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Karyn Harty: 'Why a growing number of 'libel tourists' could be making their way to our shores'

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Centre of justice: The Four Courts in Dublin

Centre of justice: The Four Courts in Dublin

Centre of justice: The Four Courts in Dublin

Earlier this year, Newsbrands Ireland, the group representing many of Ireland's newspaper titles, launched a campaign calling for reform of Ireland's defamation laws, which it said are among the most restrictive in Europe and throughout the English-speaking world. Last month, in a case involving a high-profile divorce, the Supreme Court in the UK reinforced the growing differences in how the UK and Irish courts deal with defamation, by raising the bar for plaintiffs to show that they have suffered "serious harm" as a result of the statement.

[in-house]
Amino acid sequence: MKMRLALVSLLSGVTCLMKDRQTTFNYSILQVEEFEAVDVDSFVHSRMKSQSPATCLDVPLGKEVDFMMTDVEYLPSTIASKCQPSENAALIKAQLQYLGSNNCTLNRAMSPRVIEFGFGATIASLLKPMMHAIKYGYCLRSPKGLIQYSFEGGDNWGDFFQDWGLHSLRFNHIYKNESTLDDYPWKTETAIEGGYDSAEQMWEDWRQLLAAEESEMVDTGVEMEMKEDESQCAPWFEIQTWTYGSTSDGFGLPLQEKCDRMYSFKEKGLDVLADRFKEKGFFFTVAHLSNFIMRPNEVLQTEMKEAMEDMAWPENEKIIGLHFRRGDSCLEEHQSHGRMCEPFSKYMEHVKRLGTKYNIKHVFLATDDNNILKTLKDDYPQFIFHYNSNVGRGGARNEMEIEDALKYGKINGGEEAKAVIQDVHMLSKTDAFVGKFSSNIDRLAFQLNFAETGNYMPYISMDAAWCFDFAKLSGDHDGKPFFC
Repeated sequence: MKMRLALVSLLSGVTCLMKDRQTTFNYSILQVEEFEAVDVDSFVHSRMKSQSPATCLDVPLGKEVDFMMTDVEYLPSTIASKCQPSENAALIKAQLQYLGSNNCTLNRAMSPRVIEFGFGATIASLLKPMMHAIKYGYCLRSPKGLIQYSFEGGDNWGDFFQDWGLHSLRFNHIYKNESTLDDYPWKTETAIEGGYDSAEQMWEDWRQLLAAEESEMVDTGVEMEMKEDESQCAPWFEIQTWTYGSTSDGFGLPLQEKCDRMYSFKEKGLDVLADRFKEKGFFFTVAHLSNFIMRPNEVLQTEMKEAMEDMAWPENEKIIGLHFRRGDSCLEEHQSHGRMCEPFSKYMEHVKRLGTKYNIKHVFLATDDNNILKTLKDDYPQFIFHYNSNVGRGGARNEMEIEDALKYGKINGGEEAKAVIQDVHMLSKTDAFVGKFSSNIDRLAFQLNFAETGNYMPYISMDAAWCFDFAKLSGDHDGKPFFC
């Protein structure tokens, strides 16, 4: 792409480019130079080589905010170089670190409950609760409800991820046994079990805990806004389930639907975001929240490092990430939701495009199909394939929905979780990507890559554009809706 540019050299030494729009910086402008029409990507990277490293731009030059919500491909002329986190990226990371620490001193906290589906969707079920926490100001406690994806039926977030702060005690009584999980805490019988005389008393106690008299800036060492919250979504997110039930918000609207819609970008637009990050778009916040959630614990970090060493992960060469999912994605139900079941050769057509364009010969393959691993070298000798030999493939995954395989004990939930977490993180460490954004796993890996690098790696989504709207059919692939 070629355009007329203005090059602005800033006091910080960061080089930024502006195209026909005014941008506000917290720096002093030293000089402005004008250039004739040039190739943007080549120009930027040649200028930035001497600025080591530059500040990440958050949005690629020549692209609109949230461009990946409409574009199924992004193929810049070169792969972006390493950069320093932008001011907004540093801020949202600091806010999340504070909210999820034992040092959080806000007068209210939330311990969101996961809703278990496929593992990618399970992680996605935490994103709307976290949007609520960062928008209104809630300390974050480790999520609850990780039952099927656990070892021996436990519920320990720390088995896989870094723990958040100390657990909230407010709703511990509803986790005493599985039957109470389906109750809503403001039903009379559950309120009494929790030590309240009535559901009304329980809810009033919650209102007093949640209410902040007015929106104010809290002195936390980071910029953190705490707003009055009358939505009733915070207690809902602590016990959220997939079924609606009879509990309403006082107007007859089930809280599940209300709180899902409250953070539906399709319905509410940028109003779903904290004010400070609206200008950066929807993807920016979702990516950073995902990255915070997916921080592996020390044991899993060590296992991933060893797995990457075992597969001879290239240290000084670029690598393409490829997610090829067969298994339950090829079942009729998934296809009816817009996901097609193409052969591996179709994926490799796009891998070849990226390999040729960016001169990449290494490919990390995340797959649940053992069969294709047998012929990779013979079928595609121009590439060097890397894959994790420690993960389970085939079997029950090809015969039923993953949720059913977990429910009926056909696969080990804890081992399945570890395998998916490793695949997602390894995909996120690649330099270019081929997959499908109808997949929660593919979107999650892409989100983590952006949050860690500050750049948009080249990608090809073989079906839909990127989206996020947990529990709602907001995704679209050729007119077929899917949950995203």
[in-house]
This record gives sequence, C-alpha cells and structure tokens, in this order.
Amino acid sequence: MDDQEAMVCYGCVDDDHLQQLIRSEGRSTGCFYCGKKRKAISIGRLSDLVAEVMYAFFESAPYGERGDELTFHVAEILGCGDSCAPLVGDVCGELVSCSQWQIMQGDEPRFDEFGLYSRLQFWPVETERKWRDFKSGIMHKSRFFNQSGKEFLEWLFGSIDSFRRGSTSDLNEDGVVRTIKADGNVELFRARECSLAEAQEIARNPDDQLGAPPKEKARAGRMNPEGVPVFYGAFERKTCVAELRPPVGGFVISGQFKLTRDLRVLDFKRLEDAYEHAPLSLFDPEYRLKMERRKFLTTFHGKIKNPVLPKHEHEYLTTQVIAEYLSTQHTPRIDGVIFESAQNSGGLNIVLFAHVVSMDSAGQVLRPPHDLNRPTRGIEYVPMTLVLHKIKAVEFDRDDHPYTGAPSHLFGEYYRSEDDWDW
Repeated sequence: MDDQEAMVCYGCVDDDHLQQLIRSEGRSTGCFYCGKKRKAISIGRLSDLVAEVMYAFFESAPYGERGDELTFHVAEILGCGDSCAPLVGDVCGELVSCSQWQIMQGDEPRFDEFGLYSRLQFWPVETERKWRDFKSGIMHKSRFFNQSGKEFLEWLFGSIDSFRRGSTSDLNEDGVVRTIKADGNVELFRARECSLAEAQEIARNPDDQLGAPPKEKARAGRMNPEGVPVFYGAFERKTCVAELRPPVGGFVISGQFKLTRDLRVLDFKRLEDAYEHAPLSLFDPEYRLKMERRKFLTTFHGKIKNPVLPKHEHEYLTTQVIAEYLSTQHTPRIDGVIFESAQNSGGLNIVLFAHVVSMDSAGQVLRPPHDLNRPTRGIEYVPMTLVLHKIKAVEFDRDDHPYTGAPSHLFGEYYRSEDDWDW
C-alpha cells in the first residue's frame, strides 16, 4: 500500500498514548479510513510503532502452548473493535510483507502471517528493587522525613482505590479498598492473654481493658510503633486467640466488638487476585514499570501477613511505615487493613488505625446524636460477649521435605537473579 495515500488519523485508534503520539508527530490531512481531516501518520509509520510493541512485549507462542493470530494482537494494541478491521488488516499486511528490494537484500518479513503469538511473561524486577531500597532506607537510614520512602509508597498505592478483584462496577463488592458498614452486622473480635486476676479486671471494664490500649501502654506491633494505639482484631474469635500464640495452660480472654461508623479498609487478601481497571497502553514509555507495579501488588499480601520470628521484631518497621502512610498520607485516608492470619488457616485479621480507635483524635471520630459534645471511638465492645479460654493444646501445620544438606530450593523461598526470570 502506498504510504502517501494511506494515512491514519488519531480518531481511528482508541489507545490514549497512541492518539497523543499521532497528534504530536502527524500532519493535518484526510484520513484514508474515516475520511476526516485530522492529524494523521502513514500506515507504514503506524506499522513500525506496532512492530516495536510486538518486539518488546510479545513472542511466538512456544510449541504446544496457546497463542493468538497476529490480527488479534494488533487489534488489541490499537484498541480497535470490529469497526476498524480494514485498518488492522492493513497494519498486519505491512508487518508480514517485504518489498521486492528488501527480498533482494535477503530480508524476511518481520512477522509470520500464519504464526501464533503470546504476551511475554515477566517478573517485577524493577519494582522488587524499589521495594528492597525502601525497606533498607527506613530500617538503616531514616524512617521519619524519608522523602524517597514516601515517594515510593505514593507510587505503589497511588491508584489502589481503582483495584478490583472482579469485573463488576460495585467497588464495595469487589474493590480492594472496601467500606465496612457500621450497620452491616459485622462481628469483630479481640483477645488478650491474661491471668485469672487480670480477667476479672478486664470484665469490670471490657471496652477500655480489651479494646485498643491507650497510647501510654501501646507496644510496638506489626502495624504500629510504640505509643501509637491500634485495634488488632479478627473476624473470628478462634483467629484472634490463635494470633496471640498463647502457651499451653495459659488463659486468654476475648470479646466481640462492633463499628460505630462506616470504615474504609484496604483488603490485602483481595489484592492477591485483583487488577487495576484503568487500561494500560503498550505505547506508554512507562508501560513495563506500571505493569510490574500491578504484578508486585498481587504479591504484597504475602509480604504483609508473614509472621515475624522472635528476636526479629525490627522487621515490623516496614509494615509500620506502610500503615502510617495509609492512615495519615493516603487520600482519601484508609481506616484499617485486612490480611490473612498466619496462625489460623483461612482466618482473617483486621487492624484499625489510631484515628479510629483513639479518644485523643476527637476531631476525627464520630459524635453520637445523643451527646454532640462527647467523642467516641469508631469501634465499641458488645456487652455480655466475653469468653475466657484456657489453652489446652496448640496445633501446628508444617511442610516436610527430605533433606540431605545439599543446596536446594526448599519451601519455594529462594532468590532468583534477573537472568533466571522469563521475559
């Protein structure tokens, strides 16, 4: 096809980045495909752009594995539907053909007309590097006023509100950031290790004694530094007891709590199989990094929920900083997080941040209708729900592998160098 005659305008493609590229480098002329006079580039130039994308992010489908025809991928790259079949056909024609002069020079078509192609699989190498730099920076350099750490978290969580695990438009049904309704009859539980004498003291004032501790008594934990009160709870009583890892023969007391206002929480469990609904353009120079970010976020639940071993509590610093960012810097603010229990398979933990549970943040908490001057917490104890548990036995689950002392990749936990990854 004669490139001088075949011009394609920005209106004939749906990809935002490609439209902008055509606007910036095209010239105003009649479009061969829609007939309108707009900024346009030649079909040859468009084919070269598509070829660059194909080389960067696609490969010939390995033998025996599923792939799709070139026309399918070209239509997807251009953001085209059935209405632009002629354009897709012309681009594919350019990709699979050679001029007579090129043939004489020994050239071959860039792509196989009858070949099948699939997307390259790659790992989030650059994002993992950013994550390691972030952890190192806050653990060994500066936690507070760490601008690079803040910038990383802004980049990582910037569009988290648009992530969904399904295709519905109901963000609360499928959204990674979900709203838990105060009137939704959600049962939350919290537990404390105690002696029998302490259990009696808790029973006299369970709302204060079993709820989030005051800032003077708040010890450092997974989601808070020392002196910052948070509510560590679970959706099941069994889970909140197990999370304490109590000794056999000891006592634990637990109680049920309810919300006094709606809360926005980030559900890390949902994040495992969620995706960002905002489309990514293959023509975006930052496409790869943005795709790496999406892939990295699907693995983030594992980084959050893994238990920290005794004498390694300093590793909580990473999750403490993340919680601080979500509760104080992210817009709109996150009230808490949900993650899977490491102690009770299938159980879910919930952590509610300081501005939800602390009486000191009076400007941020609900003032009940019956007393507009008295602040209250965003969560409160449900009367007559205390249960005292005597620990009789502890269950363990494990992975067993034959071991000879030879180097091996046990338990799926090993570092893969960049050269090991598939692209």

This move is likely to lead to an increase in the already growing trend of libel tourism to Ireland, where people choose to sue in Ireland rather than their own home countries where protection of freedom of expression is believed to be stronger. This has gathered pace since 2013 when defamation laws in the UK were reformed to introduce this "serious harm" threshold, which in theory would make it harder to bring a claim.


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